When is a Death Reportable to the Medical Examiner?
- Resulting from any form of physical trauma, accident, by fire, electrocution, by self or otherwise without regard to the time period between the traumatic event and death.
- Being the result of an abortion, either self-induced or otherwise (not miscarriage).
- As the consequence of overdose, poisoning, intoxication, drowning, or suffocation/asphyxia or lightning.
- That is “suspicious”, “unusual”, “unexpected”, the result of equipment failure or malfunction; deaths while working “on-the-job” or in an agricultural setting.
- While in custody, detention, or transportation by an agent of the Federal, State, County, and/or City, Village, or Township government.
- Of a mother within one year of delivering a baby.
- Of a child/infant or one “found dead”.
- From abuse, neglect, or starvation or allegations of such treatment.
- Of persons believed to be in good health without prior medical conditions that might explain death at the time it occurred and includes those who have been receiving care for such a short time that a reasonable definitive natural cause of death cannot be determined.
- Which is unexpected and/or associated with or result of diagnostic or anesthetic procedures.
- Without medical attendance when the physician of record will not or cannot determine with ‘reasonable’ accuracy a natural cause of death.
- Where the body/remains are “found dead”.
- Hospice/planned home death patients must be reported according to established Medical Examiner criteria. In most cases, these will not be investigated by the Medical Examiner’s office unless there is suspicion of foul play, equipment malfunction, or negligence.
- Of individuals within Huron County territorial jurisdiction on the Great Lakes/Saginaw Bay and associated Huron County tributaries draining into the lakes/bay or on Huron County inland lakes, ponds, or other bodies of water.
- Resulting from a high mortality or highly communicable disease or toxic substance, which threatens the public health, safety and/or welfare.
When is Medical Examiner Notification NOT Necessary?
The following DO NOT need to be reported. Questions should be referred to the Medical Examiner. Deaths which need not be reported are …
- Natural deaths, which can be determined with ‘reasonable’ accuracy by the physician of record who will certify the death and complete the death certificate.
- Hospital or nursing facility patients, which do not fit the above criteria for reporting, even if hospitalized or admitted to a nursing care facility is/has been less than 24 hours, if the physician of record can determine a NATURAL cause of death and the death otherwise does not fit into the reportable criteria above.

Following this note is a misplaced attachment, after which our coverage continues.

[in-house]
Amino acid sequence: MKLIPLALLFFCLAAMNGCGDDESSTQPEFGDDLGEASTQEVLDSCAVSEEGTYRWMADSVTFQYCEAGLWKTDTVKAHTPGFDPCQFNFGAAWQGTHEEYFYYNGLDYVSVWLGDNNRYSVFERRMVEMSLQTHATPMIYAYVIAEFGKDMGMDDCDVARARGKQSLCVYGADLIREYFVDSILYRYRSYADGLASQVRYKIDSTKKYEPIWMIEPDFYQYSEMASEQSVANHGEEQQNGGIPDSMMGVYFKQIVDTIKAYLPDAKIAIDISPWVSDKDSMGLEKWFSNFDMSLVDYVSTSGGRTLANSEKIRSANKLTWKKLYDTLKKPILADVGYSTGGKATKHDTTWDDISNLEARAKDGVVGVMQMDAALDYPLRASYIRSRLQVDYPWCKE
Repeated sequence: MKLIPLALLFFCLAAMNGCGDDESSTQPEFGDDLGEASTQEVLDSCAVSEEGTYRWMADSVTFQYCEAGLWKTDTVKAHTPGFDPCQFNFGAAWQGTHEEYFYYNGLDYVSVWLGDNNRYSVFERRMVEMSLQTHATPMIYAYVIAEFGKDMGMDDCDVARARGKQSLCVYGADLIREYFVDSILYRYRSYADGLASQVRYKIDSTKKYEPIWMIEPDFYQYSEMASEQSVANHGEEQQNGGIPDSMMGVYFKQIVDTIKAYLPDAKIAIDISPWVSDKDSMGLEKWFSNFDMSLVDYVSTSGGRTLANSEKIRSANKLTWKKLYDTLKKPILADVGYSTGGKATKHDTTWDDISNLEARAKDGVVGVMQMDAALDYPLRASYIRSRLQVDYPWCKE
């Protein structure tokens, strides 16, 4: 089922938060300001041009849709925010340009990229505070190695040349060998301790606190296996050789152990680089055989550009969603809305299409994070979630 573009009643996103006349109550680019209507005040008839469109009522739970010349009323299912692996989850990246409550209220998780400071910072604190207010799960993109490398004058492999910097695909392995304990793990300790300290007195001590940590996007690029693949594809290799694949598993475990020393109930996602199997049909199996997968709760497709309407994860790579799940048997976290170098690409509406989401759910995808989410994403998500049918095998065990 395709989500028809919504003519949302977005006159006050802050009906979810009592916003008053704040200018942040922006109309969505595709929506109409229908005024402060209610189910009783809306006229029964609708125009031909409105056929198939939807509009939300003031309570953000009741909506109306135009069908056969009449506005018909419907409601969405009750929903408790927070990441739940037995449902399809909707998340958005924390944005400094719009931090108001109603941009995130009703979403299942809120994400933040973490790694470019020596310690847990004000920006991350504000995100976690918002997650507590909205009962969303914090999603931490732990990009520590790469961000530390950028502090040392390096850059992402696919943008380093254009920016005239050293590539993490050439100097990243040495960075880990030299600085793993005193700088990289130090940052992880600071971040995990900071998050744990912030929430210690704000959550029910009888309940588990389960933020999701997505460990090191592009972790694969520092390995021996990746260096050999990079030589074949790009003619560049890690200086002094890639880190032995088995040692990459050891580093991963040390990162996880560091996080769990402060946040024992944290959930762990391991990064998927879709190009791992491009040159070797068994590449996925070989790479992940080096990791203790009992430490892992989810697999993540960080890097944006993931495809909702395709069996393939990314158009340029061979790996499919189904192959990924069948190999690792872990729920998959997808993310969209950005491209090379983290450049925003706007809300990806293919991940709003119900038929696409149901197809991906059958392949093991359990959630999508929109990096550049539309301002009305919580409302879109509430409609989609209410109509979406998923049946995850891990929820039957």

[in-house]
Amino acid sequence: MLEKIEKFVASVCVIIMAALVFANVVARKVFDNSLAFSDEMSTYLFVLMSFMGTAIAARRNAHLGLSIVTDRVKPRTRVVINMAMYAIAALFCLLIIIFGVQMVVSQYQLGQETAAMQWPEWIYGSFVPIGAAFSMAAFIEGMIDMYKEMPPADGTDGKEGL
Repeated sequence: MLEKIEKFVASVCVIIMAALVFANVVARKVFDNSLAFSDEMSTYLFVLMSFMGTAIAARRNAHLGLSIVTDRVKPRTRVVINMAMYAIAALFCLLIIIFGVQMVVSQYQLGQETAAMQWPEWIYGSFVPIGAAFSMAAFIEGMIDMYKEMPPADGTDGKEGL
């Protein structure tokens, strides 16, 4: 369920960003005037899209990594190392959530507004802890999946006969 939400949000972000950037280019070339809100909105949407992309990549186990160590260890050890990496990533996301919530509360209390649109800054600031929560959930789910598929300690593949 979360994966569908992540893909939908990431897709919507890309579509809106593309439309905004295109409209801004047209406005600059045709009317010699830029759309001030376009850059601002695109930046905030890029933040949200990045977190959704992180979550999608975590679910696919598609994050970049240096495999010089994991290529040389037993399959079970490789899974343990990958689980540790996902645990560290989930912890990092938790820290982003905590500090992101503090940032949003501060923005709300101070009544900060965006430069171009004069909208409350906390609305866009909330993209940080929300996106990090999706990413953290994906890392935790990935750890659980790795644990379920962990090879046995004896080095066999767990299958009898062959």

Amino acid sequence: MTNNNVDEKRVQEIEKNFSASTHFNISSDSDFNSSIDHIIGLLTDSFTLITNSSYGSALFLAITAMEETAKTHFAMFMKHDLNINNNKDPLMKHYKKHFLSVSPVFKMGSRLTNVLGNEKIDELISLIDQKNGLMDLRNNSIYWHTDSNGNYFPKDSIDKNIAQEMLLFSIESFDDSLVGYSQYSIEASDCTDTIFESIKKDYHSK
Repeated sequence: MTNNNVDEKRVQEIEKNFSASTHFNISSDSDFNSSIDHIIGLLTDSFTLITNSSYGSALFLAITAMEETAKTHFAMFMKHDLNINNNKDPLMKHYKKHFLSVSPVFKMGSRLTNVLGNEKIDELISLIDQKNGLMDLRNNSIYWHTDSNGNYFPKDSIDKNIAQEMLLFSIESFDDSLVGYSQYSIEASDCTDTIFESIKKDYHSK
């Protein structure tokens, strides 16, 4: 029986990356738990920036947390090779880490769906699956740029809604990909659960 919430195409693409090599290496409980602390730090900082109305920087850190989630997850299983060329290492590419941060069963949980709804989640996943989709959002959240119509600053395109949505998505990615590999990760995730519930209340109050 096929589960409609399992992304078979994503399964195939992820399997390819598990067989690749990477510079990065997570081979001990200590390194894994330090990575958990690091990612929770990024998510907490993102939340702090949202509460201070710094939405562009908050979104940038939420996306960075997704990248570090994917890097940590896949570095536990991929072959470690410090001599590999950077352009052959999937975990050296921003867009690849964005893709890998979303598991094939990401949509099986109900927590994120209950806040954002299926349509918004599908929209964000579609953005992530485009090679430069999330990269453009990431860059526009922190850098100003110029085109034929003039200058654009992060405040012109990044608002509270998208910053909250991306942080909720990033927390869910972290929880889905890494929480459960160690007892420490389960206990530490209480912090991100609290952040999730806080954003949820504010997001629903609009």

- Or will be the result of life support termination unless the death is associated with the reportable criteria above.
- Emergency Department deaths which can be determined as NATURAL and the physician of record is available to certify the death (The ED physician is allowed to complete the death certificate only under unusual circumstances, which he/she must discuss with the Medical Examiner prior to doing so. Significant history must be obtained on these individuals to help rule out an unnatural death mechanism or circumstance).
When Will an Autopsy Be Ordered?
This is decided, commonly, on a case-by-case basis and often in consultation with the Prosecuting Attorney, Law Enforcement, and/or others by the Medical Examiner. Most times it will be decided upon with the information available at the time and circumstances surrounding the death. An autopsy is not likely to be ordered by the Medical Examiner at Huron County taxpayer expense when/because…
- Nothing is likely to be gained in the autopsy that will contribute more to determining the manner and/or cause of death.
- Emergency, Hospital and Nursing facility deaths are determined to be from NATURAL causes.
- Toxicological deaths by overdose, combination of, or over-ingestion of legal or illegal pharmaceuticals, and/or herbal agents that can be discovered through body fluid toxicology assessment.
- Many forms of NATURAL deaths are discernible by history and/witness interviews alone.
- The death actually occurred outside Huron County and the body transported into Huron County.
- The family, hospital or attending physician wants it done but there are no significant Medical Examiner issues (crime/public health) related to cause and manner of death. (Note: Families/Hospitals are free to commission a private autopsy at their own expense once Medical Examiner jurisdiction is relinquished).
- A physician wants to determine if hospital or office treatment was appropriate.
Rationale and philosophical basis for Medical Examiner/Huron County Medical Examiner ordered autopsies:
Medical Examiner ordered autopsies are funded by taxpayer dollars; the benefit, therefore, must be to the taxpayer, i.e., ruling out foul play (criminal; assisting in prosecuting the guilty or exonerating the innocent) or the public’s health, welfare and safety (communicable disease control and public policy determination).